biology · favorites · nonfiction

Beyond Words: What Animals Think and Feel by Carl Safina – My favorite non fiction book of the year. New favorite author

So often when I recommend a non fiction book I like it because it reads like a novel, and not like a textbook. Although textbooks can provide you with a lot of information, often it’s difficult to retain because it’s just a long list of facts and data and no easy way to have substantial retention.

This author goes above and beyond anything I’ve read from a non fiction book, this not only read like a novel, this read like a poetic work of art. Like, this guy rivals Josiah Bancroft with his use of simile and metaphor, the way he wrote sucked you into the moments he was living. He went to Africa to study with the experts to write this book, and it could not have turned out any better. The goodreads score for this book is 4.4 which is damn impressive, but I’m actually slightly upset it’s not a full 5. https://www.goodreads.com/book/show/22320456-beyond-words

If you have a love of animals, get this book.

If you’ve ever wondered how unique humans are with their emotions, family relations, problem solving, and intelligence get this book.

If you’ve ever sat and admired Discovery Channel, been at the zoo and stared at the animals wondering what they were thinking or feeling, get this book.

If you’ve studied Ethology (animal behavior) Biology or Zoology and all your life you’ve been told it goes against science to “anthropomorphize” get this book and realize why this is an archaic way of thinking.

If you believe in evolution, you’ll know that nothing just springs out of no where, nature and biology build on itself. Yes, there are random mutations, but they are random mutation for *pre-existing genetic structure*. A mouse will never randomly mutate and have wings for example., it’s not in it’s background dna, it’s not possible. However, sometimes humans are born with tails, because we do evolve from animals that have tails.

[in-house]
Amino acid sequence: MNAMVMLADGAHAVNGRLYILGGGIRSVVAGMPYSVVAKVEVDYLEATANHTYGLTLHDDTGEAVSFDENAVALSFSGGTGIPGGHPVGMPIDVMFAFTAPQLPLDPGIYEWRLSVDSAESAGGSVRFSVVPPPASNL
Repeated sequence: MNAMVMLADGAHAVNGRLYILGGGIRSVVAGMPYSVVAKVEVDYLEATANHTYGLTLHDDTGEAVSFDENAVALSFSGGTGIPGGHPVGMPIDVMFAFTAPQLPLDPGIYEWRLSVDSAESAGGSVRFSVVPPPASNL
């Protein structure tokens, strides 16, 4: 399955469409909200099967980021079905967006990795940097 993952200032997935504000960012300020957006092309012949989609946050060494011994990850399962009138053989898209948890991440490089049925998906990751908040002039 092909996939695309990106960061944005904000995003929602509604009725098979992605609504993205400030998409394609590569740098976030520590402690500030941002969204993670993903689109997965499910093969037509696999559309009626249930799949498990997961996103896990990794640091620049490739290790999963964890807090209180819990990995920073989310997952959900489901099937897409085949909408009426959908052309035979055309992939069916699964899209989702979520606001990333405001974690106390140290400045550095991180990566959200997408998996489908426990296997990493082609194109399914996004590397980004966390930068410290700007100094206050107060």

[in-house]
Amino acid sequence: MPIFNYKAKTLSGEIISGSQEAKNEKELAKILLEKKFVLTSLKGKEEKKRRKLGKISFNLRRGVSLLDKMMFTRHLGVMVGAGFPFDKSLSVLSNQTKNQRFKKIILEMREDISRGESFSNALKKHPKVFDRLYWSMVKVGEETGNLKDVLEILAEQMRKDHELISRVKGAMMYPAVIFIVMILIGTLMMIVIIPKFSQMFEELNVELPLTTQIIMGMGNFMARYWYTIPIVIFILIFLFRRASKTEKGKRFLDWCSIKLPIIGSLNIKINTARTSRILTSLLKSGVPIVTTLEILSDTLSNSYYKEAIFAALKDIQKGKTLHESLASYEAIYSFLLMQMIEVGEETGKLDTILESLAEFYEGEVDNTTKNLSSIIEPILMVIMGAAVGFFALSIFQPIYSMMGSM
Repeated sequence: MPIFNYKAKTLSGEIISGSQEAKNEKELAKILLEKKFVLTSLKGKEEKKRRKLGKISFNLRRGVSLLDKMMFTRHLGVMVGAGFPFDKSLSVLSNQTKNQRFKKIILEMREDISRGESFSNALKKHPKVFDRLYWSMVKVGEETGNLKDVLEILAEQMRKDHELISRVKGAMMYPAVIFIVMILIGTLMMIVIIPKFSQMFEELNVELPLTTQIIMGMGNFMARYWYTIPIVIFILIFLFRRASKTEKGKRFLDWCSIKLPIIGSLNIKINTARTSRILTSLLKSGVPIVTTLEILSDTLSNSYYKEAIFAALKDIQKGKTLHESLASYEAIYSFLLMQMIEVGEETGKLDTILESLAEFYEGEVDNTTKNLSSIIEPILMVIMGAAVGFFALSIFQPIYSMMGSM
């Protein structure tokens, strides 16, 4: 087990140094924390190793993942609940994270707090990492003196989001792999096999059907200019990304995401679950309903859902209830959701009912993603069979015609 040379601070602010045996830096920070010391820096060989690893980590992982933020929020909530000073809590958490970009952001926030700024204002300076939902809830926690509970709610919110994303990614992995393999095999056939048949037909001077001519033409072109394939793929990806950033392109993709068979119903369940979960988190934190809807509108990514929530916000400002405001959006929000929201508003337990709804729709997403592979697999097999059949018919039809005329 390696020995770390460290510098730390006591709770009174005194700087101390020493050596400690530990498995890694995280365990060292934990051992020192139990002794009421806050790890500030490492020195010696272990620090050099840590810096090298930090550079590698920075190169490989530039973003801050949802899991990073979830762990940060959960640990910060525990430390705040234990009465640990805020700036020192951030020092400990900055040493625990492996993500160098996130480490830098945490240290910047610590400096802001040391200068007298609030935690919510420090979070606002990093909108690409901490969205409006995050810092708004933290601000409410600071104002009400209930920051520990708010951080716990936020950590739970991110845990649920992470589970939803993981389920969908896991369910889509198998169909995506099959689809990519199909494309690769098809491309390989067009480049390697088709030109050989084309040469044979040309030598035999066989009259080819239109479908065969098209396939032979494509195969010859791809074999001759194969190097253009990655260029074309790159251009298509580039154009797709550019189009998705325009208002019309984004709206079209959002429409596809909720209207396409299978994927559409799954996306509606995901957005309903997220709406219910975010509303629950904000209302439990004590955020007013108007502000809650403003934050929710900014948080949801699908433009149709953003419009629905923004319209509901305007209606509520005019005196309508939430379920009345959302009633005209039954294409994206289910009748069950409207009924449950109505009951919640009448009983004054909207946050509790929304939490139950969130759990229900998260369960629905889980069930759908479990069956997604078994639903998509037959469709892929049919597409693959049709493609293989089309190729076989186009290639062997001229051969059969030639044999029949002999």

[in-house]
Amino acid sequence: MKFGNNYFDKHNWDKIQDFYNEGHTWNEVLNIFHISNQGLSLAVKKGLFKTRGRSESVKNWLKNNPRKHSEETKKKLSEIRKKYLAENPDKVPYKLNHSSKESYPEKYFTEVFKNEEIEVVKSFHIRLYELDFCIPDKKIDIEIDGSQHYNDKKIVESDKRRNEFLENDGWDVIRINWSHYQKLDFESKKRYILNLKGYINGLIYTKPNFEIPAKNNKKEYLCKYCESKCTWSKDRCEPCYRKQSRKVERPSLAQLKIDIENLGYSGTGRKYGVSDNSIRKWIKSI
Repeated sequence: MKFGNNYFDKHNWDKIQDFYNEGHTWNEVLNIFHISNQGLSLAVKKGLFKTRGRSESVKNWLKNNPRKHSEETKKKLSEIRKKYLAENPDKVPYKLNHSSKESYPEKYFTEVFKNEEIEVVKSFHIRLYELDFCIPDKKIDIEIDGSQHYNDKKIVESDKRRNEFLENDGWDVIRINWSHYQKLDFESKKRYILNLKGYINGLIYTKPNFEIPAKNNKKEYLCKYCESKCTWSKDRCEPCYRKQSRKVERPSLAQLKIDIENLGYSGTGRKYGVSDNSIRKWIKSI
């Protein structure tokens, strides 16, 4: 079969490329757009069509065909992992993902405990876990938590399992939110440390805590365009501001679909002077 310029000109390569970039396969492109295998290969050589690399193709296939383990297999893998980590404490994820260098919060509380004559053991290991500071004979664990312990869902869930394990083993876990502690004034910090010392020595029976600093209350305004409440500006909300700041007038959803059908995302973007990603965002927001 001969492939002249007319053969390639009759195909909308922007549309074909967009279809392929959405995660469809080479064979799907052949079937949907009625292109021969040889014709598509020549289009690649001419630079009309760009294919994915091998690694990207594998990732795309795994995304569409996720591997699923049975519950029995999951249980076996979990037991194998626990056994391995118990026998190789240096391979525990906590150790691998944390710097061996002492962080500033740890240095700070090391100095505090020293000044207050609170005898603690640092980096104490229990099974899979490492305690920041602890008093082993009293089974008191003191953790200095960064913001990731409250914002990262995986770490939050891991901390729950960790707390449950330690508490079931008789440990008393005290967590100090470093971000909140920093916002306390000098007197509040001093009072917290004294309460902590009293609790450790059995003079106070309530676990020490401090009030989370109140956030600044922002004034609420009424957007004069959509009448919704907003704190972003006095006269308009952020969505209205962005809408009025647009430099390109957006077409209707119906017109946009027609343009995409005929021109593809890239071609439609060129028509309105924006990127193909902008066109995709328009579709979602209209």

So, where did our emotions come from, where did our intelligence come from? It was built off the backbone of evolution, we are not supremely unique in our ability to form bonds with other individuals of the same species. We are not unique in our family ties. We are not unique with our intellegence. We may have capitolized on our large brains in ways other species haven’t, but to assume other animals have *none* of those qualities in any way is ludicrous. It was so taboo for the longest time for any animal behaviorist to suggest there were emotions and feelings in other animals it could be a career ending paper to put forth that maybe we aren’t alone in this.

This book explores what possibilities lie in the brains of other animals, and what evidence we have for intelligence in other species.

Elephants are one of my favorite animals of all time, and this book opens with the author in Africa working with one of the leading experts in the field – she’s been there for over 40 years and has so much experience it boggles the brain. Reading about the herds and how they are structured was so captivating and endearing I was helpless to stop reading, but I wanted to take it slow and absorb every word.

If you’ve never had any of the above interests, pick this book up anyway and find a new passion in life.

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